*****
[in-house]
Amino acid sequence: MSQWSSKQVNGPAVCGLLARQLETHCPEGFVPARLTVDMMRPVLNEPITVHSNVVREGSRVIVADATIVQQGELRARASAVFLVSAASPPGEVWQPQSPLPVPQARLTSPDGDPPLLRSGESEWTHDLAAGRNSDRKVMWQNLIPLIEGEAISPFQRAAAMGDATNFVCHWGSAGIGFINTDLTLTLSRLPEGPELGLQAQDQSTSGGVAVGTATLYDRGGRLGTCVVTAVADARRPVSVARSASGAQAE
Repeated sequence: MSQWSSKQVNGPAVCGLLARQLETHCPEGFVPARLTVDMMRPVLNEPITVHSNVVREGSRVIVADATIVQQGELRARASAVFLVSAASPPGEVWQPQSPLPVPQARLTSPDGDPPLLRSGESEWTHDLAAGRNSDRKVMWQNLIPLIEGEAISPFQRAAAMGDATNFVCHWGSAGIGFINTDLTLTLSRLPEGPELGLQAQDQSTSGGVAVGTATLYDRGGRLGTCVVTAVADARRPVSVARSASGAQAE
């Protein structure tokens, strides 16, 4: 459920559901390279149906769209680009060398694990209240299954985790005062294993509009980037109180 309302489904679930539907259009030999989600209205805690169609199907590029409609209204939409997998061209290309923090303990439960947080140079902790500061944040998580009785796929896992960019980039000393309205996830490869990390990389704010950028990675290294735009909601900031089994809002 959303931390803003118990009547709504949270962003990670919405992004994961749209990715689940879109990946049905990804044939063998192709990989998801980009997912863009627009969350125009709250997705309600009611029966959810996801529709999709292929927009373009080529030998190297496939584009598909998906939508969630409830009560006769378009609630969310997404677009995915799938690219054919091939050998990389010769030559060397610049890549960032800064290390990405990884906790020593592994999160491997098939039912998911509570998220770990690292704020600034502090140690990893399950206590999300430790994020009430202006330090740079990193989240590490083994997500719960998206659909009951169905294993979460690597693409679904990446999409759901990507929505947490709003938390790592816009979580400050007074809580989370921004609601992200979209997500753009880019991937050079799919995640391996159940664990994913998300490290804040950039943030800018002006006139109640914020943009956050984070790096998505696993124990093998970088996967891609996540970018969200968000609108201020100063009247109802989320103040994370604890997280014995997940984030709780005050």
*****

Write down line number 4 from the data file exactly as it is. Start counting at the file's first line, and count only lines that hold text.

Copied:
């Protein structure tokens, strides 16, 4: 459920559901390279149906769209680009060398694990209240299954985790005062294993509009980037109180 309302489904679930539907259009030999989600209205805690169609199907590029409609209204939409997998061209290309923090303990439960947080140079902790500061944040998580009785796929896992960019980039000393309205996830490869990390990389704010950028990675290294735009909601900031089994809002 959303931390803003118990009547709504949270962003990670919405992004994961749209990715689940879109990946049905990804044939063998192709990989998801980009997912863009627009969350125009709250997705309600009611029966959810996801529709999709292929927009373009080529030998190297496939584009598909998906939508969630409830009560006769378009609630969310997404677009995915799938690219054919091939050998990389010769030559060397610049890549960032800064290390990405990884906790020593592994999160491997098939039912998911509570998220770990690292704020600034502090140690990893399950206590999300430790994020009430202006330090740079990193989240590490083994997500719960998206659909009951169905294993979460690597693409679904990446999409759901990507929505947490709003938390790592816009979580400050007074809580989370921004609601992200979209997500753009880019991937050079799919995640391996159940664990994913998300490290804040950039943030800018002006006139109640914020943009956050984070790096998505696993124990093998970088996967891609996540970018969200968000609108201020100063009247109802989320103040994370604890997280014995997940984030709780005050």